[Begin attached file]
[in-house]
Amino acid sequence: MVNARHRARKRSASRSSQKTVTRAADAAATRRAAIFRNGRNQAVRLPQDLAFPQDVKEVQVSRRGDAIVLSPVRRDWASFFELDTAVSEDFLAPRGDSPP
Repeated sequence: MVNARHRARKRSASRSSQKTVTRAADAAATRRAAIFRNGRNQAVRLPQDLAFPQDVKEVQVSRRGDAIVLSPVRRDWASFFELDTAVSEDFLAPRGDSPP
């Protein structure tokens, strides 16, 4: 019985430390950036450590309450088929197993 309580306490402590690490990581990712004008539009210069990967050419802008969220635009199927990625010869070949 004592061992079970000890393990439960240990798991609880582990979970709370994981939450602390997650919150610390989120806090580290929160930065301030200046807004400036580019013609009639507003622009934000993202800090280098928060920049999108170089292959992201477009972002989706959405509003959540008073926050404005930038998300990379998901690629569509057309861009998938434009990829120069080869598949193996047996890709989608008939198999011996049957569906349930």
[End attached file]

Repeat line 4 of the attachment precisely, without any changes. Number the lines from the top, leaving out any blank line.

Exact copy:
């Protein structure tokens, strides 16, 4: 019985430390950036450590309450088929197993 309580306490402590690490990581990712004008539009210069990967050419802008969220635009199927990625010869070949 004592061992079970000890393990439960240990798991609880582990979970709370994981939450602390997650919150610390989120806090580290929160930065301030200046807004400036580019013609009639507003622009934000993202800090280098928060920049999108170089292959992201477009972002989706959405509003959540008073926050404005930038998300990379998901690629569509057309861009998938434009990829120069080869598949193996047996890709989608008939198999011996049957569906349930």